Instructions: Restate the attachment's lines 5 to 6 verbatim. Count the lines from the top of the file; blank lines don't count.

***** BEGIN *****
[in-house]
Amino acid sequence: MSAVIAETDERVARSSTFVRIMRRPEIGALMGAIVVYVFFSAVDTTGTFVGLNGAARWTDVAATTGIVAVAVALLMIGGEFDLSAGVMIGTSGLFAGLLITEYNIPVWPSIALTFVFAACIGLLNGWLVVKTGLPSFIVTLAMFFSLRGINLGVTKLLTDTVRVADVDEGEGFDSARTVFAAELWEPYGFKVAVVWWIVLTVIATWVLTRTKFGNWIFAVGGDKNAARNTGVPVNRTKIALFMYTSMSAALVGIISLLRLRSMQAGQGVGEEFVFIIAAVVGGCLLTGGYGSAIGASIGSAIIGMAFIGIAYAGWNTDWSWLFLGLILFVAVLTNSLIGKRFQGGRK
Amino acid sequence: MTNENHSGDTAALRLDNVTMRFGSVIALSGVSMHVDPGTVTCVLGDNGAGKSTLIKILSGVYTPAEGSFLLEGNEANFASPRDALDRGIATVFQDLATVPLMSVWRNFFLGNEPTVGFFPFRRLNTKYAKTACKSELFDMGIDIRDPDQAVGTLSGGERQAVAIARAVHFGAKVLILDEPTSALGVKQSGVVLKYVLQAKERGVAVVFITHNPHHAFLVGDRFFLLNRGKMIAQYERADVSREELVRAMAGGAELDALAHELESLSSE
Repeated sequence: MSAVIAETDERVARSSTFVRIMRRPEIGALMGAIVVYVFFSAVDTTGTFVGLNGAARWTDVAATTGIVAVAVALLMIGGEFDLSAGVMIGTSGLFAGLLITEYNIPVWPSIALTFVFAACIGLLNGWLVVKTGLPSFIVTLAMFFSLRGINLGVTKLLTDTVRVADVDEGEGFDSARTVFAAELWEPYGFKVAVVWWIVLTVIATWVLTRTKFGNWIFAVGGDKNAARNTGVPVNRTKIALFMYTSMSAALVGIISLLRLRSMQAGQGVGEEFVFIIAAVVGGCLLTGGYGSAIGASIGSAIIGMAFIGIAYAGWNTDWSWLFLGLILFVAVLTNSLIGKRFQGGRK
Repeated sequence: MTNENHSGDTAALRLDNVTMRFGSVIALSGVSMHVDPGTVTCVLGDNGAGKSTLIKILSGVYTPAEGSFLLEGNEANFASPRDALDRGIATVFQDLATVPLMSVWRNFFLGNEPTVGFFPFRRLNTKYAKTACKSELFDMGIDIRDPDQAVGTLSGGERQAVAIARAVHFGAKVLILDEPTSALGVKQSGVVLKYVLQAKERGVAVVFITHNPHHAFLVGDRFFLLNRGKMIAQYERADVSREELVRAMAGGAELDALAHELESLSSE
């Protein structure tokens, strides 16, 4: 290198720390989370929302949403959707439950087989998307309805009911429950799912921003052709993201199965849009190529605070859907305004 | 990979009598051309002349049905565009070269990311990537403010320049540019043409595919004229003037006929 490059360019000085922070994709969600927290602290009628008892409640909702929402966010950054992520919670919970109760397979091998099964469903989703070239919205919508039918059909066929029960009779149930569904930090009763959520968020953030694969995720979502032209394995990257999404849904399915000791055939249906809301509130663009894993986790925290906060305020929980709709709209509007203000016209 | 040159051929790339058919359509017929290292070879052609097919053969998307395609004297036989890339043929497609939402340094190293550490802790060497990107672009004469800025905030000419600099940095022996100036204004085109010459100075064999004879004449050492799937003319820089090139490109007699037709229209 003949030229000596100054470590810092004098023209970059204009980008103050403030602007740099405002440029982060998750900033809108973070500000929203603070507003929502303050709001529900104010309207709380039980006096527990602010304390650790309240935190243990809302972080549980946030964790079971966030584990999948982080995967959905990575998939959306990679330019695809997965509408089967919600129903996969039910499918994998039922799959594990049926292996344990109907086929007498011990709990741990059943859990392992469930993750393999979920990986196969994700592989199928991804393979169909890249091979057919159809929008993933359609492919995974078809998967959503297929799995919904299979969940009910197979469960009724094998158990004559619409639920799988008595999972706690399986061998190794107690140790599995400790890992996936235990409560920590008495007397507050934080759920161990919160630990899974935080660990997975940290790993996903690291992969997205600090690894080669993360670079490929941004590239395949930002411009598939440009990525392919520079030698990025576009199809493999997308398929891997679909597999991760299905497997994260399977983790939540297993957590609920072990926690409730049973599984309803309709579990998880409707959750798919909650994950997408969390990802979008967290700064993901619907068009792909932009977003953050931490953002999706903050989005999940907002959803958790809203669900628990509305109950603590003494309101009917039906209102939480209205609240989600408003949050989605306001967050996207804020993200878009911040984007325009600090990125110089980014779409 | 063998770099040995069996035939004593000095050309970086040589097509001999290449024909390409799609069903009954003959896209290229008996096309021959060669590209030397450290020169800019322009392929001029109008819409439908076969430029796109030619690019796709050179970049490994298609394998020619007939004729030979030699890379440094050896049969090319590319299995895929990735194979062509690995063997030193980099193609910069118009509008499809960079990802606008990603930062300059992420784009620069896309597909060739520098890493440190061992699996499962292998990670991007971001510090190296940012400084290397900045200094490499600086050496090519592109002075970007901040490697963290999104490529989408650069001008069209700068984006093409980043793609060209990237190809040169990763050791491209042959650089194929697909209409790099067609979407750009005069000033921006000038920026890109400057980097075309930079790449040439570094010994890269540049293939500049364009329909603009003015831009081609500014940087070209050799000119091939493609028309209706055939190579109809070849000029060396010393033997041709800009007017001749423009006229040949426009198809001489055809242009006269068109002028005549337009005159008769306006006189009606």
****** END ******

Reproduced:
Repeated sequence: MTNENHSGDTAALRLDNVTMRFGSVIALSGVSMHVDPGTVTCVLGDNGAGKSTLIKILSGVYTPAEGSFLLEGNEANFASPRDALDRGIATVFQDLATVPLMSVWRNFFLGNEPTVGFFPFRRLNTKYAKTACKSELFDMGIDIRDPDQAVGTLSGGERQAVAIARAVHFGAKVLILDEPTSALGVKQSGVVLKYVLQAKERGVAVVFITHNPHHAFLVGDRFFLLNRGKMIAQYERADVSREELVRAMAGGAELDALAHELESLSSE
């Protein structure tokens, strides 16, 4: 290198720390989370929302949403959707439950087989998307309805009911429950799912921003052709993201199965849009190529605070859907305004 | 990979009598051309002349049905565009070269990311990537403010320049540019043409595919004229003037006929 490059360019000085922070994709969600927290602290009628008892409640909702929402966010950054992520919670919970109760397979091998099964469903989703070239919205919508039918059909066929029960009779149930569904930090009763959520968020953030694969995720979502032209394995990257999404849904399915000791055939249906809301509130663009894993986790925290906060305020929980709709709209509007203000016209 | 040159051929790339058919359509017929290292070879052609097919053969998307395609004297036989890339043929497609939402340094190293550490802790060497990107672009004469800025905030000419600099940095022996100036204004085109010459100075064999004879004449050492799937003319820089090139490109007699037709229209 003949030229000596100054470590810092004098023209970059204009980008103050403030602007740099405002440029982060998750900033809108973070500000929203603070507003929502303050709001529900104010309207709380039980006096527990602010304390650790309240935190243990809302972080549980946030964790079971966030584990999948982080995967959905990575998939959306990679330019695809997965509408089967919600129903996969039910499918994998039922799959594990049926292996344990109907086929007498011990709990741990059943859990392992469930993750393999979920990986196969994700592989199928991804393979169909890249091979057919159809929008993933359609492919995974078809998967959503297929799995919904299979969940009910197979469960009724094998158990004559619409639920799988008595999972706690399986061998190794107690140790599995400790890992996936235990409560920590008495007397507050934080759920161990919160630990899974935080660990997975940290790993996903690291992969997205600090690894080669993360670079490929941004590239395949930002411009598939440009990525392919520079030698990025576009199809493999997308398929891997679909597999991760299905497997994260399977983790939540297993957590609920072990926690409730049973599984309803309709579990998880409707959750798919909650994950997408969390990802979008967290700064993901619907068009792909932009977003953050931490953002999706903050989005999940907002959803958790809203669900628990509305109950603590003494309101009917039906209102939480209205609240989600408003949050989605306001967050996207804020993200878009911040984007325009600090990125110089980014779409 | 063998770099040995069996035939004593000095050309970086040589097509001999290449024909390409799609069903009954003959896209290229008996096309021959060669590209030397450290020169800019322009392929001029109008819409439908076969430029796109030619690019796709050179970049490994298609394998020619007939004729030979030699890379440094050896049969090319590319299995895929990735194979062509690995063997030193980099193609910069118009509008499809960079990802606008990603930062300059992420784009620069896309597909060739520098890493440190061992699996499962292998990670991007971001510090190296940012400084290397900045200094490499600086050496090519592109002075970007901040490697963290999104490529989408650069001008069209700068984006093409980043793609060209990237190809040169990763050791491209042959650089194929697909209409790099067609979407750009005069000033921006000038920026890109400057980097075309930079790449040439570094010994890269540049293939500049364009329909603009003015831009081609500014940087070209050799000119091939493609028309209706055939190579109809070849000029060396010393033997041709800009007017001749423009006229040949426009198809001489055809242009006269068109002028005549337009005159008769306006006189009606």